A pair of sociologists have come up with science-based advice for grads. It’s a powerful antidote to the usual “follow your dreams” stuff. For example:
College graduates are often told: “follow your passion,” do “what you love,” what you were “meant to do,” or “make your dreams come true.” Two-thirds think they’re going find a job that allows them to change the world, half within five years. Yikes.
This sets young people up to fail. The truth is that the vast majority of us will not be employed in a job that is both our lifelong passion and a world-changer; that’s just not the way our global economy is.
I would add that the pressure even to know what you love, what your passions are, or what your dreams are when you’re graduating from college is mistaken. When I graduated with a degree in creative writing, I assumed that I ought to want to be in publishing, which it turns out is like loving food and thus deciding to work in an abattoir. It was only through a series of odd decisions and happenstance — deciding on a whim to go off to India instead of figuring out my career, coming back from India just as the dot-com boom was taking off, following a girlfriend to Korea to teach English for a year — that I gradually came to know what I love and care about.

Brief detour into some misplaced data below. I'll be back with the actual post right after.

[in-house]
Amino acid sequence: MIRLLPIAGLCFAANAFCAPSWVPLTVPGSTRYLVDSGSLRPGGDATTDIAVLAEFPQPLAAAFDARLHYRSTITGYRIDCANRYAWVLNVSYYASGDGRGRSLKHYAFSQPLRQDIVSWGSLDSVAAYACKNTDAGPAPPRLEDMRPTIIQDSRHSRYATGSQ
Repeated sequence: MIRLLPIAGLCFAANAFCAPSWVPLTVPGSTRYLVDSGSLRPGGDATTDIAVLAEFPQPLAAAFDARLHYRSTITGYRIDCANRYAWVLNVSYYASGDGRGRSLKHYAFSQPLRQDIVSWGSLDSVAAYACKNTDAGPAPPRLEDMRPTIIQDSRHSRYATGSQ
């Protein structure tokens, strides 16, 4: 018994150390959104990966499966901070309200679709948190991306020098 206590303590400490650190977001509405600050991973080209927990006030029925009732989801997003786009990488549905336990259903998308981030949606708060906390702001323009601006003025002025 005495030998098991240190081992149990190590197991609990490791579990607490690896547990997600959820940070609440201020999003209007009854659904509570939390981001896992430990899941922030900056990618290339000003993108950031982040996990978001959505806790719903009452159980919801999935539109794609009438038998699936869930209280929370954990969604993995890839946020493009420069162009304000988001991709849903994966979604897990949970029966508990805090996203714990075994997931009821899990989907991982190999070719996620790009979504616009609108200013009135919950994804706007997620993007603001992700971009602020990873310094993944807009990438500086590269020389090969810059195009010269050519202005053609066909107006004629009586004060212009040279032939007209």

The keys seem to be flexibility, friendship, and listening, rather than a relentless focus on any particular goal, such as children, a house, or changing the world. (Via BoingBoing.)